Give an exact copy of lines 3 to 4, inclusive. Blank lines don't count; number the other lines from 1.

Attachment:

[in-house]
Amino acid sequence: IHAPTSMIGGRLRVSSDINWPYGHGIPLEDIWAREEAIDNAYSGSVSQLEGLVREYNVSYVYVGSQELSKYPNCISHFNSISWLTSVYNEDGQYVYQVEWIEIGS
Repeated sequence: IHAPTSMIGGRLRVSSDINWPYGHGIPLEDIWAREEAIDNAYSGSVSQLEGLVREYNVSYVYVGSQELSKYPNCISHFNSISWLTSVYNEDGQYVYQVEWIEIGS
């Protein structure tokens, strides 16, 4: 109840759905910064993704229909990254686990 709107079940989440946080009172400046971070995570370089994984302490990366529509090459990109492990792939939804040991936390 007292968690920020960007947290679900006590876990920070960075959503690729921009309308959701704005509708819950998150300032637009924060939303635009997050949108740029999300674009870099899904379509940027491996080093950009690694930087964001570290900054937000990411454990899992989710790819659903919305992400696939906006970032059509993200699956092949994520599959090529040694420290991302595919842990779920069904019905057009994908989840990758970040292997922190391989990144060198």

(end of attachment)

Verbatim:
Repeated sequence: IHAPTSMIGGRLRVSSDINWPYGHGIPLEDIWAREEAIDNAYSGSVSQLEGLVREYNVSYVYVGSQELSKYPNCISHFNSISWLTSVYNEDGQYVYQVEWIEIGS
């Protein structure tokens, strides 16, 4: 109840759905910064993704229909990254686990 709107079940989440946080009172400046971070995570370089994984302490990366529509090459990109492990792939939804040991936390 007292968690920020960007947290679900006590876990920070960075959503690729921009309308959701704005509708819950998150300032637009924060939303635009997050949108740029999300674009870099899904379509940027491996080093950009690694930087964001570290900054937000990411454990899992989710790819659903919305992400696939906006970032059509993200699956092949994520599959090529040694420290991302595919842990779920069904019905057009994908989840990758970040292997922190391989990144060198």